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Thursday, 7 July 1921


Senator SENIOR (South Australia) . - If the words of the VicePresident (Senator Russell) are of any value his objection wouldalso apply to the other two members of the Board, but in another direction. These two men would have to fix the salaries of the Public Service they would then be directly controlling on behalf of the Government, by virtue of the powers given to them by Parliament. Does the Minister fear that the representative of the Service would overpower the other two members of the proposed Board ? Does he think that the representative of the public servants would have more authority than the representatives of the Government? If honorable senators peruse clause 15 - which, I am not at liberty to refer to at this juncture - they will find that the question of wages is relatively small when compared with the duties to be undertaken in other directions. The Minister has admitted that there are men in the Service capable of performing useful work on a Board of this kind, and I cannot see that there is any foundation for his argument that because wages have to be fixed by the Board, such an appointment would be undesirable.


Senator Russell - It would not necessarily debar a public servant from being appointed to the Board - that will probably be done - but such a representative would not be elected by the Service. He might be nominated by the Government.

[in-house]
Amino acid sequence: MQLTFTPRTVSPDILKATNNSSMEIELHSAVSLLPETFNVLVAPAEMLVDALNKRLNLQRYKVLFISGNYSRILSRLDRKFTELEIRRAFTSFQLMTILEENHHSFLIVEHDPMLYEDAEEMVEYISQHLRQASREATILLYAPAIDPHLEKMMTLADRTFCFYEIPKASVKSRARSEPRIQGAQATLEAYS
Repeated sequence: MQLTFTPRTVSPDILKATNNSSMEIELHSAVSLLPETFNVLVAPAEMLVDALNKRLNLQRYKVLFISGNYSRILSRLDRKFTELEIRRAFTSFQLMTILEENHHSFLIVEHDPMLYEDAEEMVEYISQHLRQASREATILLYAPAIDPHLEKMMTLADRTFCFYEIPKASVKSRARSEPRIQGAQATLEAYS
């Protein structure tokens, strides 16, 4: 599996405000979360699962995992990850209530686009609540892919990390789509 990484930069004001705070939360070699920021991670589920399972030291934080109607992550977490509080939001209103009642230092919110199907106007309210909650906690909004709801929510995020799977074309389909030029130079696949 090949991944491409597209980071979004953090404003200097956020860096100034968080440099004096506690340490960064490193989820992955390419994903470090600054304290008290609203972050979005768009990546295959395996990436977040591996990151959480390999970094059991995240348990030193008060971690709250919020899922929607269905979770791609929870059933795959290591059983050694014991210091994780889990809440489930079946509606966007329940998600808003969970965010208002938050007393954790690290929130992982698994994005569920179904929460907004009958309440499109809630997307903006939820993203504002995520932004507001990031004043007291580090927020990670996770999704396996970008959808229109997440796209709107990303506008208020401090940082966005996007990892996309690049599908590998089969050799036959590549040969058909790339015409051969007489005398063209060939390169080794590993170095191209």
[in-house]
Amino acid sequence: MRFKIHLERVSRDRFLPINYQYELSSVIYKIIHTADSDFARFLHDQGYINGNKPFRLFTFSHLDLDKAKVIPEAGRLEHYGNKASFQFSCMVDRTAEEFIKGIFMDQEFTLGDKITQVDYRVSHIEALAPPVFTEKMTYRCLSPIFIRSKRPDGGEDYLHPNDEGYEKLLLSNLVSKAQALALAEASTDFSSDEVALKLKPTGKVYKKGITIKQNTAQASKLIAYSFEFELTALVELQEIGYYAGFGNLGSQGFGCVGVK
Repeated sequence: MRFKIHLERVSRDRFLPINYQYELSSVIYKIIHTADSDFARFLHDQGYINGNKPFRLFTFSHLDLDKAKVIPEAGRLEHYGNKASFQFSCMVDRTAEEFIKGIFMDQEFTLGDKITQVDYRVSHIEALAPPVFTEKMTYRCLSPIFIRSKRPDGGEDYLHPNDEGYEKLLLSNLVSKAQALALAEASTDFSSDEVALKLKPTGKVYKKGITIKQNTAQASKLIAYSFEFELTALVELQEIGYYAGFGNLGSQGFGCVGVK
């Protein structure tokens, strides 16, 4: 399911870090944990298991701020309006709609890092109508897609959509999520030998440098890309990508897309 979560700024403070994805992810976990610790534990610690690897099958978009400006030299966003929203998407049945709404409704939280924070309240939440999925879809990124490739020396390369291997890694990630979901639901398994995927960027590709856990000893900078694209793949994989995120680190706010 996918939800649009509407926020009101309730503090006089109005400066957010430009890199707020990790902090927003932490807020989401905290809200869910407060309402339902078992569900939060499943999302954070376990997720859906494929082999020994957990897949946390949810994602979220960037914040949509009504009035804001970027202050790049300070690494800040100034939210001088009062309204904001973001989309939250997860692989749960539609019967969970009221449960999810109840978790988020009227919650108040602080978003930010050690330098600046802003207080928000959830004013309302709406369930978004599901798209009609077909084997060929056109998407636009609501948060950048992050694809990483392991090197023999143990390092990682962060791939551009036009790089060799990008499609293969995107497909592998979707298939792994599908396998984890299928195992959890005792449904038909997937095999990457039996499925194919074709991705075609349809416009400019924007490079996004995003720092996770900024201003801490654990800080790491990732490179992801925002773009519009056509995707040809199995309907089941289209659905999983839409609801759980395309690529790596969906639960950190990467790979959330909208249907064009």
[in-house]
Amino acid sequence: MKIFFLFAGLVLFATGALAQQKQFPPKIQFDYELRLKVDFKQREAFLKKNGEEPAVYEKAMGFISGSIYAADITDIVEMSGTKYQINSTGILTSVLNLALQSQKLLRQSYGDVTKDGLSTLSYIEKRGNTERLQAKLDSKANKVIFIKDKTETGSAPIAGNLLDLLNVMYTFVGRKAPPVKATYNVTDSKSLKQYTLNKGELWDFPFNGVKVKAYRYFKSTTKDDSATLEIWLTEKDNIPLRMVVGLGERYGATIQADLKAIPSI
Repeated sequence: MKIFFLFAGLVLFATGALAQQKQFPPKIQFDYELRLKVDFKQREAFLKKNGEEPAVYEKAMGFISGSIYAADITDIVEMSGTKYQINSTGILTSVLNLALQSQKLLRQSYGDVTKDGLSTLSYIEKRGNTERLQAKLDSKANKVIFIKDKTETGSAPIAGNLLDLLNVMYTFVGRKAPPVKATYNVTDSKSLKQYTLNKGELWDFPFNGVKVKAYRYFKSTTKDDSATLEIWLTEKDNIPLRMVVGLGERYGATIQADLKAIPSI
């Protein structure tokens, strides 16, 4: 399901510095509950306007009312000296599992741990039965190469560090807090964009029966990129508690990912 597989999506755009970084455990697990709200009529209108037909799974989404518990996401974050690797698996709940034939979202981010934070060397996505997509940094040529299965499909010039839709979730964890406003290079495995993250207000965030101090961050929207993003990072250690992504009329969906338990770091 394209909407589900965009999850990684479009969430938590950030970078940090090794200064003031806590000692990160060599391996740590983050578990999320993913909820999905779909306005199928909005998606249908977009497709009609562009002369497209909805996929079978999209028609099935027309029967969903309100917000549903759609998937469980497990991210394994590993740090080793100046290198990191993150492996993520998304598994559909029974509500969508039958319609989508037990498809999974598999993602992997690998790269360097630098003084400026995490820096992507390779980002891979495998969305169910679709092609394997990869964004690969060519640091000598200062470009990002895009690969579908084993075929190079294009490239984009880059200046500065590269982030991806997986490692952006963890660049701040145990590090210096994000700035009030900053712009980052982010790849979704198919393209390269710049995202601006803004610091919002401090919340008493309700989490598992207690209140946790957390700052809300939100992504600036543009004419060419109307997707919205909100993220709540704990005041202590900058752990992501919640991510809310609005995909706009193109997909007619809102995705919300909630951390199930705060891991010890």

Senator SENIOR - The amendment of Senator Payne is that a representativeof the Service shall be selected by the Public Service organizations. The Public Service would not choose a man, but merely make a selection. The Minister has said that because the employees have not had representation on similar Boards before that it should not be done now. If that is the attitude to be adopted, all our legislation could be destroyed by a similar argument.


Senator Russell - It has not been done because it is unsound.


Senator SENIOR - It has not been tried. How can the Minister say that it is unsound when an experiment has not been made?


Senator Bolton -It has been tried in connexion with returned soldiers.


Senator SENIOR - Not in the. way the Minister suggests. No argument has so far been advanced concerning why a representative selected from the Public Service should not have a seat on a Board designed to govern the Service. A representative of the Public Service who has grown up therein would be bound to know far more of its workings and requirements than the best commercial or specialist outsider. A Board having among its personnel a direct representative from the Service would certainly be better equipped to ascertain the requirements, to deal with the grievances, and reorganize the management, of the whole body of public servants.







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